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WE REPORT ON EUROPEAN FASHION in CITIES

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FALL TREND report

up close & personal with

HEARTTHROBS OF PENN

geek chic embrace your nerd inner WALK Fall 2010.indd 1

how to pull off

halloween makeup TheWALKMagazine.com 10/27/2010 1:04:18 AM


This issue of the walk looks better than ever. The new team of writers, editors, stylists, photographers, and layout staff has seamlessly assumed their roles. The team has been artful in creating new, exciting content. All of the new staff members have been able to contribute to the growing web site, and our readership has increased by over 200%. Dzine2Show has mirrored this momentum. We have kicked off the year with the very successful Fashion’s Night Out and participated in local events like Philly’s Swap-A-Rama and Philadelphia Fashion Week. We also planned our first-ever male model competition. Versus, we have been pretty busy. We are always looking for more students, more ideas, more events, and more fashion! We are itching to discover what is next for Dzine. If you are looking to break molds and facilitate change, come join us in Dzine2Show/ The WALK. We won’t fool ourselves into thinking we are the wisest and men (and women), but we sure don’t think think we’re the stupidest! - Caroline Stern, President of Dzine2Show

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WALK The

Jocelyn Teece Editor-in-Chief

Shayna Monahemi Creative Director Melissa Gad Editorial Director Caroline Stern Editor-At-Large

FASHION Michelle Flesh, Marsha Low Female Style Directors Carolina Ernst, Tyrone Thomas Male Style Directors Jordanna Kono, Leah Pellegrini Stylists Lennie Zhu Accessories Stylist

FEATURES Caitlin Drummond Fashion Editors Melissa Schall Beauty Editor Caroline Kassie Features Editor Sabrina Shyn Copy Editor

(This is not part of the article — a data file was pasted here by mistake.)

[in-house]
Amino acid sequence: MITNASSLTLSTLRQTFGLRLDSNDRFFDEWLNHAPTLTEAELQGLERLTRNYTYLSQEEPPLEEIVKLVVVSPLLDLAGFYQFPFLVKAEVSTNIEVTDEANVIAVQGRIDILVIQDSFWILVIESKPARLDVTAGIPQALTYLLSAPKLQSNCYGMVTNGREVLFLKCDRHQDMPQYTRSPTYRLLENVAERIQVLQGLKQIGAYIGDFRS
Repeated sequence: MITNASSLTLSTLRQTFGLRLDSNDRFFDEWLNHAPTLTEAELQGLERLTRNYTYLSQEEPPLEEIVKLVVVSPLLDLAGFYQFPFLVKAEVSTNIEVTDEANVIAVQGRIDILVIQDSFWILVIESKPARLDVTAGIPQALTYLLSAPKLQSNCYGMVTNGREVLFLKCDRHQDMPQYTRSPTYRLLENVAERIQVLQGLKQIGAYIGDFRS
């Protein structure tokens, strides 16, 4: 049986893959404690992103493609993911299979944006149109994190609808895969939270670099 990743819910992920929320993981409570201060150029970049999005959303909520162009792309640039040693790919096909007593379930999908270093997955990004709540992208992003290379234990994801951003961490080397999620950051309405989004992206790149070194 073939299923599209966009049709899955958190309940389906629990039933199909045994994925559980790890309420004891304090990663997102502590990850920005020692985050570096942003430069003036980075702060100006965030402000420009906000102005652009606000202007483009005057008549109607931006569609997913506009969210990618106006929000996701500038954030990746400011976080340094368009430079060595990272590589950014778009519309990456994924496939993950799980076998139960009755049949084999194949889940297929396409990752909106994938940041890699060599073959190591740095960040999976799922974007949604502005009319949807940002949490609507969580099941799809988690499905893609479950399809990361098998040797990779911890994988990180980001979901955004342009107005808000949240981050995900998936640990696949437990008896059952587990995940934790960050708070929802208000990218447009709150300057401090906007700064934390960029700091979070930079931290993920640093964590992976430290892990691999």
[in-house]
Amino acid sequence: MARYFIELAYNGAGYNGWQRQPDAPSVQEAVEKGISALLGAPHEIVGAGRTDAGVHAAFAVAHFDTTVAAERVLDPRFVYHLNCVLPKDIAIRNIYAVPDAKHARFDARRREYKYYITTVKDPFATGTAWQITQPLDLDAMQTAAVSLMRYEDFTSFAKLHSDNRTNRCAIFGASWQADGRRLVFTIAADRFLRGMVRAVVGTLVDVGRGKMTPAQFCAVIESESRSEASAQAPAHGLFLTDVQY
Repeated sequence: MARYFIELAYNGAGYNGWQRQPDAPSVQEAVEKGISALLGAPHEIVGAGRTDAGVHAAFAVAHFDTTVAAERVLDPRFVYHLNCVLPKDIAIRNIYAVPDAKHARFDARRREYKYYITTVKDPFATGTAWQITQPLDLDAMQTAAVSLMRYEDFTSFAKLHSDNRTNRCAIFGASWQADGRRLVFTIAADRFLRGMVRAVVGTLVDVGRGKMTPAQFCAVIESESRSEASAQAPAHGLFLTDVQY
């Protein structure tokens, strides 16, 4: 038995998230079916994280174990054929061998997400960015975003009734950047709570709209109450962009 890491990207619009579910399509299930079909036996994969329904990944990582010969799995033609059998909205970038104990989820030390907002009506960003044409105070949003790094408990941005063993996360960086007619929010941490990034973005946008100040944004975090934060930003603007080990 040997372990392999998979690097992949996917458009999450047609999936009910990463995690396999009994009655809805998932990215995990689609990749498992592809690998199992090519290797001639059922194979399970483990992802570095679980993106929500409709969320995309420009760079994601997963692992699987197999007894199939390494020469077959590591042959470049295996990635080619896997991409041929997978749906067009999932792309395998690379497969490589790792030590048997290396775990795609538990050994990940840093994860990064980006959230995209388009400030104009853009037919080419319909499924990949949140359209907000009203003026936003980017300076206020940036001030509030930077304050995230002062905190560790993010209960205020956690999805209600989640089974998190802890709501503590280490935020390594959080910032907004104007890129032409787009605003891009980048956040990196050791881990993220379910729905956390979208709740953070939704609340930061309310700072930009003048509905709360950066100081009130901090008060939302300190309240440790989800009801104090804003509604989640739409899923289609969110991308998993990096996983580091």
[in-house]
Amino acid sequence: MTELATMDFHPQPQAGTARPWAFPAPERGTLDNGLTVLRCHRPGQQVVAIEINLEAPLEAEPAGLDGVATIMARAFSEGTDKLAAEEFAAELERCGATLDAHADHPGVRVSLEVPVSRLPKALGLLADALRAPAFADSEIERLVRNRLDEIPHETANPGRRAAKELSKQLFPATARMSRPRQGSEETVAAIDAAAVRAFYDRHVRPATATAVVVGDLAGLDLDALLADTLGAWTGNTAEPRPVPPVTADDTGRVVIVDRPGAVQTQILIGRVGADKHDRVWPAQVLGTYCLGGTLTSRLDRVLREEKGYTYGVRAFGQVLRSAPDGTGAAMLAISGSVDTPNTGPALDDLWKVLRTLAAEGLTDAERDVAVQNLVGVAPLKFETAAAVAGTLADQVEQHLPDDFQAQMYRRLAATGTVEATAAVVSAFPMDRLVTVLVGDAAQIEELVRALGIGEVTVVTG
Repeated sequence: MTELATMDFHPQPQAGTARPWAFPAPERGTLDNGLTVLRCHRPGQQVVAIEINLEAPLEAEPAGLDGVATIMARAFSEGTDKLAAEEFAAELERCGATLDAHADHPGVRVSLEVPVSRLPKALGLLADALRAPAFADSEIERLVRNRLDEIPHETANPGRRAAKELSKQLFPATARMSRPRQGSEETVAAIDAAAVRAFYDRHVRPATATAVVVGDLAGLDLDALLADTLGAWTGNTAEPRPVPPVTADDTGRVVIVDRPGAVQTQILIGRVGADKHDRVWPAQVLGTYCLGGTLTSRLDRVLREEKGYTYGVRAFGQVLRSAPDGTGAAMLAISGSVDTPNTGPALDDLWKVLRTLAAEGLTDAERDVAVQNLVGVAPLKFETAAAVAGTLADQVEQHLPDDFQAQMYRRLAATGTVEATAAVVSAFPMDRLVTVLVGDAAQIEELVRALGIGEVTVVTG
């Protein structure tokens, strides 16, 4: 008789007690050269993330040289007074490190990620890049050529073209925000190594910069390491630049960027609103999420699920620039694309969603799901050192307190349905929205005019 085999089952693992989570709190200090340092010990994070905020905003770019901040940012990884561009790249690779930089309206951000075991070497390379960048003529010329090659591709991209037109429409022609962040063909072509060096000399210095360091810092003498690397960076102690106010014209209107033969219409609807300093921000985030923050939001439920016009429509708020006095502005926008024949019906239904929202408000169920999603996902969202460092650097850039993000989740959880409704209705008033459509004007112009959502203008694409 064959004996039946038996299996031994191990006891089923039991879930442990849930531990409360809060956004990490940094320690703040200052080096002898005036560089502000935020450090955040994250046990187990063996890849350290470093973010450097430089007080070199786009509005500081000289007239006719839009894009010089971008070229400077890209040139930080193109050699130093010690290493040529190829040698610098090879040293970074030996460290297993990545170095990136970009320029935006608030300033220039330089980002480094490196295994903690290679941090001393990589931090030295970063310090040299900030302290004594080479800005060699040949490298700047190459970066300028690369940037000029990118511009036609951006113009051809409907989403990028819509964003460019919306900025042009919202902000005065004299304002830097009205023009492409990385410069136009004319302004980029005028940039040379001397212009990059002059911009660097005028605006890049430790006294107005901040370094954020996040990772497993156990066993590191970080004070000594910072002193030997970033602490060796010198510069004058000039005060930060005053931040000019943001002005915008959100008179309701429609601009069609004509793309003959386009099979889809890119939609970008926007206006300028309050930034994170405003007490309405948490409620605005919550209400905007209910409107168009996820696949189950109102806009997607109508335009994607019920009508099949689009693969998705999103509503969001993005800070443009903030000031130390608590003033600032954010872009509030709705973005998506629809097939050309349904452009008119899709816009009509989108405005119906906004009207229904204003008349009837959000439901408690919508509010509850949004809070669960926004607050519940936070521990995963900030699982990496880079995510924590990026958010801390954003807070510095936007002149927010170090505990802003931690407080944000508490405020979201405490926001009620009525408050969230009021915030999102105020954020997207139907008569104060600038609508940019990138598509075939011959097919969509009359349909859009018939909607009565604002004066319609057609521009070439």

BEAUTY Chloe Heckman Beauty Director Romelie Coriolan, Brittany Nargi Beauty Stylists

PHOTOGRAPHY Denis O’Flynn O’Brien, Aurora Wardlaw Photo Directors Gabrielle Esensten, Amanda Jackson, Jennifer Cahalane Photographers

ART AND DESIGN Emily Sherbany Art Director Alex Luzi, Josy Blair, Tina Xie, Laurel Ma, Stephanie Vogel, Kelly Wyche, Kayla Fuchs, Jacqueline Lem, Emma Baiada, Capucine Hague, Brooke Callahan, Robert Franco Layout Team

MANAGEMENT Natasha Scott Bookings Editor Blaine Beshah Model Coordinator

CONTRIBUTING WRITERS Hannah Bender, Melissa Gad, Ayasha Guerin, Marsha Low, Alex Luzi, Whitney Mash, Monta Ozolina, Leah Pellegrini, Nikki Pepperman, Anita Saggurti, Alee Schwartz, Jordyn Shaffer, Sabrina Shyn, Alaina Urbahns, Melissa Urfirer

THEWALKMAGAZINE.COM Editor-in-Chief Jocelyn Teece Website Director Jamie Shim Editorial Director Maja Warrum Senior Fashion Editor Janey Goldberg Senior Health Editor Nikki Pepperman Senior Features Editor Sharon Friedlander Senior Shopping Editor Kelly Wyche Junior Editors Elonia McHenry Junior Features Editor Alex Luzi Blog Director Emma Baiada Blog Managers Victoria Joseph, Ibie Longjohn, Rachel Harrison-Gorden, Erica Sashche

D2S EXECUTIVE BOARD President Caroline Stern Public Relations Director John Berweiler Marketing Committee Director Lisa Zheng Director of Fashion Shows Blaine Beshah Director of Finance and Corporate Sponsorship Lisa Cohen Vice President of External Affairs Marlowe William Vice President of Internal Affairs Thema Emanuel The WALK Editor-In-Chief Jocelyn Teece

Questions? Comments? We want your feedback! Email us at info@thewalkmagazine.com.

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138 South 34th Street | www.AdolfBieckerStudio.com thewalkwithfixedtabs.indd 5